Growth for global drinks industry from 2025 onwards 

June 7, 2024
By Cody Profaca

Recent IWSR analysis forecasts that the global liquor industry will start to experience moderate recovery from next year, with India, China, and the US expected to bring in an incremental growth of over AUD $45 billion by 2028. This will provide much needed respite for a struggling global industry and follows on from challenging trading conditions that will continue throughout the remainder of the year.

Despite this, IWSR’s COO of Research and Operations Emily Neill warns that the growth, which will largely be driven by sales in developing markets, might present challenges for drinks businesses that aren’t able to adapt to the changing market landscape. 

“The ongoing shift in the total beverage alcohol growth axis, with gains now coming increasingly from developing markets, entails a greater exposure to business risk,” she said. 

“Companies need to reorientate their global strategies to target new growth opportunities… Expansion across categories as well as geographic footprint will be increasingly important.”

A lot of Australia’s recent discussion around export markets has been focused around China, especially in lieu of the recent lifting of tariffs on Australian wine imports. Despite this, the landscape of alcohol consumption within China has changed drastically: “people are drinking wine with a totally different purpose and surroundings,” said Co-Partner of Waiju China Dan Siebers during a Vinexpo Asia panel discussion

More insight into Australia’s re-entry into China can be viewed in recent interviews with CEO of Wine Australia Martin Cole and leading Australian wine critic Jeremy Oliver.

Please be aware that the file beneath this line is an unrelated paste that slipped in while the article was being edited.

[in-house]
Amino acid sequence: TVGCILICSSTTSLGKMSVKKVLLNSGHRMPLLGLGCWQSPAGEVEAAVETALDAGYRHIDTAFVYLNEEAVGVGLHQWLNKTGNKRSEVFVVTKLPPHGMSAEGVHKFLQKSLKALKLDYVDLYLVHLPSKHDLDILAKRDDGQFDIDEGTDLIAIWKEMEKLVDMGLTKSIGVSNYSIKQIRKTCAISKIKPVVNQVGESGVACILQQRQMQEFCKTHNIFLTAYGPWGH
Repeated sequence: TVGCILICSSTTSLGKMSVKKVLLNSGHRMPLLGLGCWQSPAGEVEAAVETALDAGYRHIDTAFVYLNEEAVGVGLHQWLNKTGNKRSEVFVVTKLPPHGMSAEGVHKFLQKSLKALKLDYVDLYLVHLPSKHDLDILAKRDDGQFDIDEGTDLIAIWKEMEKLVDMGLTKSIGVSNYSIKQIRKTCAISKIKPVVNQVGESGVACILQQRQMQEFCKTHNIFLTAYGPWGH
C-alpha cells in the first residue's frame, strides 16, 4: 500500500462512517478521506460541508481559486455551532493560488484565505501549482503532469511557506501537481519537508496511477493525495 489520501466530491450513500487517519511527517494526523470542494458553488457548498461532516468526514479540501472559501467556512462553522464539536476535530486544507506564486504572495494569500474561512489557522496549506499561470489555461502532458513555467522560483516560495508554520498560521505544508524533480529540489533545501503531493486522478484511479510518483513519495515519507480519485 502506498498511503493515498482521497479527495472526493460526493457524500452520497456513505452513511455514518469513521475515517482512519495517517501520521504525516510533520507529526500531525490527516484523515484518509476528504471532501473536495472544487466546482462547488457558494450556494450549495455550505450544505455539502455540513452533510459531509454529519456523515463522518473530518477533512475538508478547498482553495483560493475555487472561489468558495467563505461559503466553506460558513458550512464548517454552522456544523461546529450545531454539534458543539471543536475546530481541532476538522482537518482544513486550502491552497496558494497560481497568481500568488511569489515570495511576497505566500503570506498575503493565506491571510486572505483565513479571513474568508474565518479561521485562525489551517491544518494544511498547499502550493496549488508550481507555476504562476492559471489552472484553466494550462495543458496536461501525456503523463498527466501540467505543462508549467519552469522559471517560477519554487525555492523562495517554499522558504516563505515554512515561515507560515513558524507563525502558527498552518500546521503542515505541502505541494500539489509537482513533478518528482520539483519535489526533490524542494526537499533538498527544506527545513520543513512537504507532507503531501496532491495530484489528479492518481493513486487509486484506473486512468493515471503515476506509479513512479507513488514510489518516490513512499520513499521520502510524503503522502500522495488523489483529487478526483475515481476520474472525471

By category, the forecasted growth of global liquor up to 2028 is more or less reflective of current trends. This includes continued growth patterns across RTD, Agave, and NoLo, continued difficult market conditions for wine, and the expected overall steadiness of beer. 

While the global wine sector is expected to decline in volume at a CAGR of -1% up to 2028, total value is expected to remain unchanged. IWSR largely attributes this to the strong appeal of premium rosé wines in key markets such as the US, the UK and Australia. Drinks Trade recently gathered input from four leading Australian rosé winemakers concerning the future of the sector. Key themes included the changing quality-cues associated with colour, the renewed focus on flavour complexity, the use of grape varieties and clones specifically suited to rosé production, employing vineyard and winemaking practices best suited to the style, and the growth of regional rosé styles.

“[We’ll probably] see a little bit more flavour as winemakers [stop being] scared of a little bit more colour in rosé, is probably what I know personally is I’ve got to stop worrying about [colour] too much and start just embracing wines with a bit more flavour and a bit more texture and weight,” said Mike de Iuliis, Winemaker and Owner of Iuliis Wines.

The global drinks industry will also have to adapt to stalling premiumisation trends, with both spirits and wine declining 3% in 2023. According to Niell, “future growth is now no longer guaranteed to come from core premium price tiers, although the prospects here should begin to brighten from 2025 onwards.

“In today’s global total beverage alcohol marketplace, companies need to continue to innovate in order to succeed.”

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